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  1. #1
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    Allow N only if M has value

    How would I script to allow value to be entered in N only if corresponding M has a value, otherwise N would return text, "need M". This text would appear only if I had tried to enter a value in N without a M value, otherwise N is blank.
    M3, 4, 5 have values, therefore N3, 4, 5 would allow entry of values 10, 20, 30. But if I try to enter a value [40] in N6, it would not allow any value but return a text since M6 has no value/entry. If I enter value in M6, then value is allowed in N6.
    N7 is blank because no entry was attempted. If M3 is deleted, then N3 returns text.
    Solution must not allow this function to be overwritten when changing or adding values to M & N

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  2. #2
    Gold Lounger Maudibe's Avatar
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    Skipro,

    Try this in a worksheet module

    Code:
    Private Sub Worksheet_Change(ByVal Target As Range)
    
        If Target.Cells.Count > 1 Then Exit Sub
        If Not Intersect(Target, Range("N2:N100")) Is Nothing Then
            Application.EnableEvents = False
            If Cells(Target.Row, 13) = "" Then Target = "need M"
            Application.EnableEvents = True
        End If
        If Not Intersect(Target, Range("M2:M100")) Is Nothing Then
            Application.EnableEvents = False
            If Cells(Target.Row, 13) = "" Then Target.Offset(0, 1) = "need M"
            Application.EnableEvents = True
        End If
        
    End Sub
    HTH,
    Maud
    Last edited by Maudibe; 2015-02-23 at 18:16.

  3. #3
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    Maud,
    Thank you, works fine.
    I see you added to original script which I received via email. This addition corrects my 1st issue.
    But when I add a value to M then delete it, the 2nd part of the script adds the text to N and it cannot be deleted.

    Code:
    If Not Intersect(Target, Range("M2:M100")) Is Nothing Then
            Application.EnableEvents = False
            If Cells(Target.Row, 13) = "" Then Target.Offset(0, 1) = "need M"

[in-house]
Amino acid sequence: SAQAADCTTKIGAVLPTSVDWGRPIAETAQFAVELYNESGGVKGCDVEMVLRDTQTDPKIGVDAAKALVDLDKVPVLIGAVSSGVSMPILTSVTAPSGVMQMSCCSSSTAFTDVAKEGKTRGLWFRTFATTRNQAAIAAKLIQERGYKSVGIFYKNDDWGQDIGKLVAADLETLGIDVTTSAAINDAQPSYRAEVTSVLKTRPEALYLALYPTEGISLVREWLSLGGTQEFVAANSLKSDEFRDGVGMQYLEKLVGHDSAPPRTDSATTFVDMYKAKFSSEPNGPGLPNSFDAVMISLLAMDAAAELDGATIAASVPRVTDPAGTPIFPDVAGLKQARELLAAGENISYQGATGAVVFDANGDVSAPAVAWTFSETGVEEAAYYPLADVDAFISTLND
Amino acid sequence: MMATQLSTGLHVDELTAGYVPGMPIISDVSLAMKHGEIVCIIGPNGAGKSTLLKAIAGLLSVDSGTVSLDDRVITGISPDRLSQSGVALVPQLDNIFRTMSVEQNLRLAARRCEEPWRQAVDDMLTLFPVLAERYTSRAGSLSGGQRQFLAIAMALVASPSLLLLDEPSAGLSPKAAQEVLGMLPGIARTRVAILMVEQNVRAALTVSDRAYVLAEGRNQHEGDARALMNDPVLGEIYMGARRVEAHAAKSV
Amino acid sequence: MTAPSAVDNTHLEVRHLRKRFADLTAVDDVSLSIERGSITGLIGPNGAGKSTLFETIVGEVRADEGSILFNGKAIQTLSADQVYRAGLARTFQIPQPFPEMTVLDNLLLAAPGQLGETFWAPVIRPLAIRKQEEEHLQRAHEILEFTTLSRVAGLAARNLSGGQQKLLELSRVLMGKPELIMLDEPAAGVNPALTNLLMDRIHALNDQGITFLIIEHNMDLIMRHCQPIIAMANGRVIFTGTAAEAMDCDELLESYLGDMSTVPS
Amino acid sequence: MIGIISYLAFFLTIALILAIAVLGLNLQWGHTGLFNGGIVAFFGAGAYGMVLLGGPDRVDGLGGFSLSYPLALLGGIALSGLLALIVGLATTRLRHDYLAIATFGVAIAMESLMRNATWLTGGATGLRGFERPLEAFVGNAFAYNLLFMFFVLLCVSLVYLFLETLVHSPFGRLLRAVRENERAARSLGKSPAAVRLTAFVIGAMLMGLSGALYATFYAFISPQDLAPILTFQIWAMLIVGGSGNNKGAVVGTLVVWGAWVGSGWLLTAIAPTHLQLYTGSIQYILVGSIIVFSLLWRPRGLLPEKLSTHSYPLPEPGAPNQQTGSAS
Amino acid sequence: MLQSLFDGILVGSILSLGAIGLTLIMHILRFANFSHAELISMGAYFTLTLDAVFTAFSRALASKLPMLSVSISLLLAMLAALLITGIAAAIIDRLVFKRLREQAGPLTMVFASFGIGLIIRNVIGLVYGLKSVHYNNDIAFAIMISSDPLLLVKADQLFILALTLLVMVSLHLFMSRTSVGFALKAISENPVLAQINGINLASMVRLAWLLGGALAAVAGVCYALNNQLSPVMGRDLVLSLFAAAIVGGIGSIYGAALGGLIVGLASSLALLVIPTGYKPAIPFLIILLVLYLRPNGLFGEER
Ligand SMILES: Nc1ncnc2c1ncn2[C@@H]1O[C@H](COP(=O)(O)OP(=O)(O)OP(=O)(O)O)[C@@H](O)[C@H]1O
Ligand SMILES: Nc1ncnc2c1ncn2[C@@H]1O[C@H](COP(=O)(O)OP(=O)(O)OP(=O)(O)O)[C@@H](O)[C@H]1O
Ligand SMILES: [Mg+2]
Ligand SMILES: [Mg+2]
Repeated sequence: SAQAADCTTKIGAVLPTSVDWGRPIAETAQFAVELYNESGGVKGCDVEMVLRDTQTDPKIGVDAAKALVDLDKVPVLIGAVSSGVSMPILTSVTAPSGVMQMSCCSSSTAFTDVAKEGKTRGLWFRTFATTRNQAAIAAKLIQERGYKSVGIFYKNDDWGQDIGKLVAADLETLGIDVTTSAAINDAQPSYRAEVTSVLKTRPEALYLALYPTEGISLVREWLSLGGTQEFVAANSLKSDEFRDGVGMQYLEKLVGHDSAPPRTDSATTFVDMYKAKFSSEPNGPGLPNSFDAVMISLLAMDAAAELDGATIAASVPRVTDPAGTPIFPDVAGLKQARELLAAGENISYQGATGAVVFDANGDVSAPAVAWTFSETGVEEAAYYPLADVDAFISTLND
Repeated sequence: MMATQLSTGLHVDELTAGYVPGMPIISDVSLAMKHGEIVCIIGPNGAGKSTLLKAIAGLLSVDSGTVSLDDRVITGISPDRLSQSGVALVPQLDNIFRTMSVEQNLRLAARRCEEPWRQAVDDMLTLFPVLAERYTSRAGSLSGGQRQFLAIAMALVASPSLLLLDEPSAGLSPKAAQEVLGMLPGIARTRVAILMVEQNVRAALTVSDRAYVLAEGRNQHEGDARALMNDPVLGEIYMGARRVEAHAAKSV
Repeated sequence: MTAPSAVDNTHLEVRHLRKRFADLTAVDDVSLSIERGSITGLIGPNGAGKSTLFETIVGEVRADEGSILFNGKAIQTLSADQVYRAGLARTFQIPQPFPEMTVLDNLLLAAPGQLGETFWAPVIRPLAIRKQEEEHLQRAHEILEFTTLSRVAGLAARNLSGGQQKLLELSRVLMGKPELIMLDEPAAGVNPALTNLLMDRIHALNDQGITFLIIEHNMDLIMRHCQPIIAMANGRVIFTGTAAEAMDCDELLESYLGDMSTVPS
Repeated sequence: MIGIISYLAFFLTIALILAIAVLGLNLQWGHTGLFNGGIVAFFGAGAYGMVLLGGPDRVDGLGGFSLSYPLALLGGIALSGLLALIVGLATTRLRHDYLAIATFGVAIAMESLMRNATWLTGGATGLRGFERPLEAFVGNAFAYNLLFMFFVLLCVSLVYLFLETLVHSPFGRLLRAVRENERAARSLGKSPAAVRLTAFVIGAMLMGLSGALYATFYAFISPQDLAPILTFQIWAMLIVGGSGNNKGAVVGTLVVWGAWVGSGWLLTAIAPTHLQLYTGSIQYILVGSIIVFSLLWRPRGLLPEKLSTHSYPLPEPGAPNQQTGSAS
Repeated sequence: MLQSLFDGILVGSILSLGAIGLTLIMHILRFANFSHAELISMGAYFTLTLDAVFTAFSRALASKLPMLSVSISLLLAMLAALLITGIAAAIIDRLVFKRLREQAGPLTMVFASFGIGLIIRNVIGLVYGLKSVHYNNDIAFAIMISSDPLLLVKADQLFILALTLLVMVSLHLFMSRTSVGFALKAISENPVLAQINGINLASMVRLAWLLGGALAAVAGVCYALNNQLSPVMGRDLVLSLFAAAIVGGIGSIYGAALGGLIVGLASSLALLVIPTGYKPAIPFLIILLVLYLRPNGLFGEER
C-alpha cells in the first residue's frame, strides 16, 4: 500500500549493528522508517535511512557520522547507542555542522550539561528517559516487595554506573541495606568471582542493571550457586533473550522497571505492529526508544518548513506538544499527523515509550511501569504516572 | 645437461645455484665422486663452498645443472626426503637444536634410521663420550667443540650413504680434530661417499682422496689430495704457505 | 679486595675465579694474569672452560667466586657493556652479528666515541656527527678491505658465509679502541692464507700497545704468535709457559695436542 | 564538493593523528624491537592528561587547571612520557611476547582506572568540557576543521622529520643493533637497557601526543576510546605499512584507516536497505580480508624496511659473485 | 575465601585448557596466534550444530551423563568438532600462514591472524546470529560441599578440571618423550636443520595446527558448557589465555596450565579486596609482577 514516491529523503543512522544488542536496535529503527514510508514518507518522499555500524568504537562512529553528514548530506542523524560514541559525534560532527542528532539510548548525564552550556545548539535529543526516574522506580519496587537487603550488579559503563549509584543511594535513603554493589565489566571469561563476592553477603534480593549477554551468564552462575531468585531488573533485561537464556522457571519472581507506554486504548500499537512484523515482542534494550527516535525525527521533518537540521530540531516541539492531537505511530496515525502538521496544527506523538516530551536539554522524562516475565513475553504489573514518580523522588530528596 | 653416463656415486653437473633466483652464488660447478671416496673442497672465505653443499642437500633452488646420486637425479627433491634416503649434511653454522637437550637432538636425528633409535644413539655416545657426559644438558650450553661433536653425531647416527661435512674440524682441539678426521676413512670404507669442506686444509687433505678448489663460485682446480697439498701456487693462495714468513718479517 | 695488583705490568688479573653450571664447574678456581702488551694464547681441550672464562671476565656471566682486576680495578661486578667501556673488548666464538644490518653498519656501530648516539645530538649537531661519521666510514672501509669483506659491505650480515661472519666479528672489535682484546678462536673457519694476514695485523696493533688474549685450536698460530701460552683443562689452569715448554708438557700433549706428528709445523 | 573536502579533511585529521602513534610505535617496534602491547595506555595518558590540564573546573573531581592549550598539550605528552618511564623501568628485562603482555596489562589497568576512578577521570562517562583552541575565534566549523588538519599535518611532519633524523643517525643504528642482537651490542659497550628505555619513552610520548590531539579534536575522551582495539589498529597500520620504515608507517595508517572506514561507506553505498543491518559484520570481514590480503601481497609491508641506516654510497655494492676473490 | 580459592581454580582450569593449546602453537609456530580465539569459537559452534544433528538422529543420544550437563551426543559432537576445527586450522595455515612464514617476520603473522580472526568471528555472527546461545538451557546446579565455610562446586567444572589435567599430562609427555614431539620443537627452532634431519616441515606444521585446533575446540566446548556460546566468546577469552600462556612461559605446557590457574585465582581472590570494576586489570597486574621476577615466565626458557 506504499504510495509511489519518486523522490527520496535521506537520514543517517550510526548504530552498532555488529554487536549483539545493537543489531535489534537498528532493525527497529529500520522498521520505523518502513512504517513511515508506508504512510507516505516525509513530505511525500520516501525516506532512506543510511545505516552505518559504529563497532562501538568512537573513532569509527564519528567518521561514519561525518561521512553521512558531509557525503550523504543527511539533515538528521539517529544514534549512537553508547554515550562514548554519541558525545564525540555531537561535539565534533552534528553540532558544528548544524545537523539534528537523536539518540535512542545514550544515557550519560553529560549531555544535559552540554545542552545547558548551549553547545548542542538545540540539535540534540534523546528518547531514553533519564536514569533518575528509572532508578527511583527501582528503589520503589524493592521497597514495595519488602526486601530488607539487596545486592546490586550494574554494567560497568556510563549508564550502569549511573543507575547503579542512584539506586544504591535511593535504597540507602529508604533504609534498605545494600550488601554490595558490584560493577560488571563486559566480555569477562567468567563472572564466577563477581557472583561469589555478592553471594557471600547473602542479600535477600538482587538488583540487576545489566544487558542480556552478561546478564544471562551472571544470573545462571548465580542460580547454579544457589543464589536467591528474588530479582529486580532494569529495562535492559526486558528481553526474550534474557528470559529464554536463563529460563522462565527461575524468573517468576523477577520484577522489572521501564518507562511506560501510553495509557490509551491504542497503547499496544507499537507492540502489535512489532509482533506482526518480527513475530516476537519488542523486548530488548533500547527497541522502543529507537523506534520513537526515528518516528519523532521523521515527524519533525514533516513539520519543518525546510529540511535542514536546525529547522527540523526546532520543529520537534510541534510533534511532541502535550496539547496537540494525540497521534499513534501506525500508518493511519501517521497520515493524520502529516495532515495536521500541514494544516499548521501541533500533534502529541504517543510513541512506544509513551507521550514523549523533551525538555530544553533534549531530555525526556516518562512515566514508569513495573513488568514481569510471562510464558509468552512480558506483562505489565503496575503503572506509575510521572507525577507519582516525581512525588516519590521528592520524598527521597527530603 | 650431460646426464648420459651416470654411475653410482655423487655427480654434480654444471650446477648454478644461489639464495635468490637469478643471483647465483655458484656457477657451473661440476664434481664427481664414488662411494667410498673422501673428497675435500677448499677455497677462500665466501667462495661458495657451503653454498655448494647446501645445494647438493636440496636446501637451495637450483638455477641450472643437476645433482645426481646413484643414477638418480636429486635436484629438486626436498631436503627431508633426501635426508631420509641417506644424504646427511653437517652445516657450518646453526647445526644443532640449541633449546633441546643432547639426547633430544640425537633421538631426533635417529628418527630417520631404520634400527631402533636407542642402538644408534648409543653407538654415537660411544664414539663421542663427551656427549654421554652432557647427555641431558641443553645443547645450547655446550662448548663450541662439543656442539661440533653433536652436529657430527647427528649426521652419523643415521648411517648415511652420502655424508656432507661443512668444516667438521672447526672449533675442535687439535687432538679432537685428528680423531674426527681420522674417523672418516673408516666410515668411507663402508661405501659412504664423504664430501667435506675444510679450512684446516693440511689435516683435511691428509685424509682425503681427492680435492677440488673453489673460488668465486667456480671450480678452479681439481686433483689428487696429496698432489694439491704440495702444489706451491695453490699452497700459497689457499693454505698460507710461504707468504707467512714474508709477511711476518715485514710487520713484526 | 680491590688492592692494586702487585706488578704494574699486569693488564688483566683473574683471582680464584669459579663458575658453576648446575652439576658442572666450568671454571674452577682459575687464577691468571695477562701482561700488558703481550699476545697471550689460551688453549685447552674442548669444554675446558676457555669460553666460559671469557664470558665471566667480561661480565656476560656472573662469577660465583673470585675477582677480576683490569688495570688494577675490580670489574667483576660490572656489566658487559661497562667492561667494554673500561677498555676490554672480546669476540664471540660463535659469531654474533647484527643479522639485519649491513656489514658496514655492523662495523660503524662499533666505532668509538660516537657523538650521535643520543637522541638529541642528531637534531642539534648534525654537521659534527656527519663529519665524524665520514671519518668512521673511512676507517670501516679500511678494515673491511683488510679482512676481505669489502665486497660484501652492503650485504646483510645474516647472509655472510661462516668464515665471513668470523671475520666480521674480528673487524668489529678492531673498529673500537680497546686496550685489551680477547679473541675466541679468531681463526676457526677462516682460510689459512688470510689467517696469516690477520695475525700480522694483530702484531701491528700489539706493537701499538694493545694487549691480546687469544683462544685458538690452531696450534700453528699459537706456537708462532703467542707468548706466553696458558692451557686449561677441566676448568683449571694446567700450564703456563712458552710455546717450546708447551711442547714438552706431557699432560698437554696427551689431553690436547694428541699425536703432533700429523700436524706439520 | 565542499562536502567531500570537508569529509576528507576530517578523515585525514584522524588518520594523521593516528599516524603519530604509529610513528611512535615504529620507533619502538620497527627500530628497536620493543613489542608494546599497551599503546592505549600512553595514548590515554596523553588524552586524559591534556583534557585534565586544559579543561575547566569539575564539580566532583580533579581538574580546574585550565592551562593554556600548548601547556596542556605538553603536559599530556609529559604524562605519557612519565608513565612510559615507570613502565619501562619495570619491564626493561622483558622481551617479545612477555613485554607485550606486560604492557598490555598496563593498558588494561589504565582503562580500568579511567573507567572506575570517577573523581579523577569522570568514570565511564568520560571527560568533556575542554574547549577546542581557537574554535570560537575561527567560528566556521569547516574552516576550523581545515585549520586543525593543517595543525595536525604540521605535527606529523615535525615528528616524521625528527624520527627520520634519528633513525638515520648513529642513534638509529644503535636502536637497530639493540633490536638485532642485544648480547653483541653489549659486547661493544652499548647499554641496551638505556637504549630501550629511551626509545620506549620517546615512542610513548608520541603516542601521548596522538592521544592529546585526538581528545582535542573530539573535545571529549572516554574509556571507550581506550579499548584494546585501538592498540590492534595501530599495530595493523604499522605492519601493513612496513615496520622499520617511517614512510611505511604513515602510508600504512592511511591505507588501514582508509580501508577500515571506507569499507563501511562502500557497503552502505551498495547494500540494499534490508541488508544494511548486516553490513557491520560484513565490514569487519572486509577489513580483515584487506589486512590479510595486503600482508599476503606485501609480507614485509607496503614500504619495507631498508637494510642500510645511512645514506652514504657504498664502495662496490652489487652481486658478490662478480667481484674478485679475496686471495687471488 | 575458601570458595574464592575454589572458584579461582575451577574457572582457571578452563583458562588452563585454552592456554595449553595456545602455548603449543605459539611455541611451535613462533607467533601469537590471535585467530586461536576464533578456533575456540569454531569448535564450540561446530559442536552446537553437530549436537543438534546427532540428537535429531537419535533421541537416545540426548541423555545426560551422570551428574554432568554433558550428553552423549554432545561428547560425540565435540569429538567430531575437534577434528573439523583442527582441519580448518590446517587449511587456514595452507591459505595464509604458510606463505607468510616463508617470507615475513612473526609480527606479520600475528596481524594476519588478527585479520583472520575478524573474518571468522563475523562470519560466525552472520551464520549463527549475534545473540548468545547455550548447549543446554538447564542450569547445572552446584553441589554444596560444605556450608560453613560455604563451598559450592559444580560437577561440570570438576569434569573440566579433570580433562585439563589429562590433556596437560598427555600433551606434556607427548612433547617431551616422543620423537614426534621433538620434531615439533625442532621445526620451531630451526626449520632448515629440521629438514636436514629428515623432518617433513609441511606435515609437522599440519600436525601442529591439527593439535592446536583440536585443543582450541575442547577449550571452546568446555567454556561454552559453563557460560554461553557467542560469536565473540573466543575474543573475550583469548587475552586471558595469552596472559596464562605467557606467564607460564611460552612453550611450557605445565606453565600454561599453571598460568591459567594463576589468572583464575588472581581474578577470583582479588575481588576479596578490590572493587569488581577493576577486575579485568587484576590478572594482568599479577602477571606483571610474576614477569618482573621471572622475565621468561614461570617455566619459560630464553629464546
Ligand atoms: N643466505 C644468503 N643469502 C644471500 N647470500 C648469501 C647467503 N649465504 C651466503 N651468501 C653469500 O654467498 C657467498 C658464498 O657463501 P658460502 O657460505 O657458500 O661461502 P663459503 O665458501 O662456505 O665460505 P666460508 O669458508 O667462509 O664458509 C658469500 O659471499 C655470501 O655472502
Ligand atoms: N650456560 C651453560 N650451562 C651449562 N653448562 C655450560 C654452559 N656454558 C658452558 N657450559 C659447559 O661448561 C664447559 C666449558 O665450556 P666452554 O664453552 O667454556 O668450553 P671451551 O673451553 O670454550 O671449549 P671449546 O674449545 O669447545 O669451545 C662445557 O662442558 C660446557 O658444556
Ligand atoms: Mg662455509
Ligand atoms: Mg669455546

Application.EnableEvents = True
    What I need is if no value exists in M I should be able to delete or change the value in N, whether it is the text returned from script or a manual entry, This was possible before the addendum of the 2nd part, though this is needed for the 1st issue which was an automatic refresh of N.
    Last edited by skipro; 2015-02-23 at 19:57.

  4. #4
    Gold Lounger Maudibe's Avatar
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    Skipro,

    I think this solves it. The trick is to hold the previous value of the cell. This can be done by writing it to a another cell however, I chose to write it to a textbox on an unused form

    Code:
    Private Sub Worksheet_Change(ByVal Target As Range)
    
        If Target.Cells.Count > 1 Then Exit Sub
        If Not Intersect(Target, Range("N2:N100")) Is Nothing Then
            Application.EnableEvents = False
            If Cells(Target.Row, 13) = "" And Target <> "" And UCase(UserForm1.TextBox1) <> "NEED M" Then
                Target = "need M"
            End If
            Application.EnableEvents = True
        End If
        If Not Intersect(Target, Range("M2:M100")) Is Nothing Then
            Application.EnableEvents = False
            If Cells(Target.Row, 13) = "" Then Target.Offset(0, 1) = "need M"
            
            Application.EnableEvents = True
        End If
        
    End Sub
    
    Private Sub Worksheet_SelectionChange(ByVal Target As Range)
        On Error Resume Next
        UserForm1.TextBox1 = Target
        On Error GoTo 0
    End Sub